Is PUE the new battleground?

I’m reading a lot about data centers of late – so much so that I’m even spelling it the US way already (sigh). What is becoming increasingly clear to me though is that PUE may well be the new battleground between some of the industry heavyweights.

In very basic terms, PUE (Power Usage Effectiveness) is the ratio of power incoming to a data center to power used. The theoretical ideal is 1.0 of course which means you’re not wasting any energy. As Mike Manos points out this is all part of the “Industrialization of IT” that he and our GFS team works on. Google and Sun have both been waxing lyrical about PUE of late with some impressive numbers, particularly from Google who cite a PUE of 1.13 in one datacenter. Very impressive indeed.

This led me to look at the table in Manos’ post a little more closely where I noticed a PUE of 1.11 for our shiny new Chicago facility but that goes up to 1.22 when you add mechanical.


As Mike points out though

For the purists and math-heads out there, Microsoft includes house lighting and office loads in our PUE calculation. They are required to run the facility so we count them as overhead.


My takeaway is that PUE is something that customers, regulators and environmentalists are going to start looking at with much more scrutiny over the coming years. Don't’ be surprised to seeing this stuff show up on earnings reports and annual reports. For it to have any real value though, we need to get to some sort of consistent measurement.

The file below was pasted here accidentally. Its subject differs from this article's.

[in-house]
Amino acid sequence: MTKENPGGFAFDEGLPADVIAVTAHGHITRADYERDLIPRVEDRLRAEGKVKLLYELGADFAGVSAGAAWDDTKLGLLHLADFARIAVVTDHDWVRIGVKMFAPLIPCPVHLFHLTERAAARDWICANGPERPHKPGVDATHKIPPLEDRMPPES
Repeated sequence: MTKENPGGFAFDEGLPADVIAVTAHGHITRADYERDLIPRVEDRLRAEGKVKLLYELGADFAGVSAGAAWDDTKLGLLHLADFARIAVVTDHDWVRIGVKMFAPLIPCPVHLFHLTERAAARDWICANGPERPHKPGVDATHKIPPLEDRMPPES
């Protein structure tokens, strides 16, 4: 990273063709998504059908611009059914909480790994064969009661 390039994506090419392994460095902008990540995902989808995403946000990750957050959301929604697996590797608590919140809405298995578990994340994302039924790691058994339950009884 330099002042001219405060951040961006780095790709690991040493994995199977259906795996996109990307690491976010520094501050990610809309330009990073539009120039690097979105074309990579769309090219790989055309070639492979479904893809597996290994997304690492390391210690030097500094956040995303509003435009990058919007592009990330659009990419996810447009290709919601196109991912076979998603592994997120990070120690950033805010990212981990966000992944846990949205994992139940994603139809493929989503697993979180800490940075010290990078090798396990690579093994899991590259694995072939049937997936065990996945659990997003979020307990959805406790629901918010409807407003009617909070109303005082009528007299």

Comments (4)
  1. Steve,

    I would suggest that PUE is the current battleground…..but it is only the first battle of the very long and bloody war.

    Given some of the shortcoming of PUE (which I am sure you are aware of) I expect further work to take place developing something that is as easily understood but that takes the efficiency/effectiveness of the compute platform into account.

    Until then….I guess we will have the line "My PUE is bigger than yours !!!!"

  2. tinkthank says:

    Both PUE and DCiE are gamable metrics.  At the end of the day the efficiency of the datacenter matters less than the amount of energy consumed to perform a set amount of work.  Allowing servers to idle eight or more hours during lulls in traffic even at 1.2 PUE is not an effective or efficient use of energy.  Worse, shifting facility load (air movement) from the facility into the server makes PUE metrics look even better.  I can name two internet properties doing this.

    The biggest issue may be that PUE is referenced to server power draw.  I’ve tested many 8 core Xeon servers and seen power draw range from 250 up to 350 watts for the exact same config depending on server vendor.  So what’s better?  A PUE at 1.2 with 350 watt servers or a PUE of 1.3 with 250 watt servers?

  3. Gareth Brown says:

    Another measure is the data centre’s infrastructure efficiency, which is 1 / PUE x 100%.

    PUE is a good metric to use across organisations who require a benchmark across their own data centres (or computer rooms if you have a measurable feed)- The accepted rule is straightforward and offers a measure of efficient equipment AND best practices.

  4. tinkthank says:

    No, PUE and DCiE do not provide a straightforward way to measure equipment efficiency.  They help gauge the efficiency of the physical plant, but not the server.  And it fails to capture the interaction between servers and the physical plant.

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